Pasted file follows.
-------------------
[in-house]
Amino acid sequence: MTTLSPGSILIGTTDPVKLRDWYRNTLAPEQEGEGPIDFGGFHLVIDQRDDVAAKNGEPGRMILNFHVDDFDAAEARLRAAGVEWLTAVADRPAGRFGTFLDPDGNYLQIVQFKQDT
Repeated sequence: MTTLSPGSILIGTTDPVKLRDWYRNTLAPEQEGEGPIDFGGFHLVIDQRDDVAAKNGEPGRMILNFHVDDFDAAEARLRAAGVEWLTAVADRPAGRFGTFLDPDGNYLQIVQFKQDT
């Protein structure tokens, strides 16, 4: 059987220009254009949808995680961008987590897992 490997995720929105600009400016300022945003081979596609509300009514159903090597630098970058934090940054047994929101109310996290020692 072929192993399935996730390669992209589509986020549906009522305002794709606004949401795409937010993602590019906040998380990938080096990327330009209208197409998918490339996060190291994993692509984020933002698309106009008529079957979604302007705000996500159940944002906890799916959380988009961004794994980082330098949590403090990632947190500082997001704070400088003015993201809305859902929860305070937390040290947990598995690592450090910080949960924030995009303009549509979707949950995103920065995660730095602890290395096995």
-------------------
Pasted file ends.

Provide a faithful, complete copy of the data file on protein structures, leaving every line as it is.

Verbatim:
[in-house]
Amino acid sequence: MTTLSPGSILIGTTDPVKLRDWYRNTLAPEQEGEGPIDFGGFHLVIDQRDDVAAKNGEPGRMILNFHVDDFDAAEARLRAAGVEWLTAVADRPAGRFGTFLDPDGNYLQIVQFKQDT
Repeated sequence: MTTLSPGSILIGTTDPVKLRDWYRNTLAPEQEGEGPIDFGGFHLVIDQRDDVAAKNGEPGRMILNFHVDDFDAAEARLRAAGVEWLTAVADRPAGRFGTFLDPDGNYLQIVQFKQDT
């Protein structure tokens, strides 16, 4: 059987220009254009949808995680961008987590897992 490997995720929105600009400016300022945003081979596609509300009514159903090597630098970058934090940054047994929101109310996290020692 072929192993399935996730390669992209589509986020549906009522305002794709606004949401795409937010993602590019906040998380990938080096990327330009209208197409998918490339996060190291994993692509984020933002698309106009008529079957979604302007705000996500159940944002906890799916959380988009961004794994980082330098949590403090990632947190500082997001704070400088003015993201809305859902929860305070937390040290947990598995690592450090910080949960924030995009303009549509979707949950995103920065995660730095602890290395096995």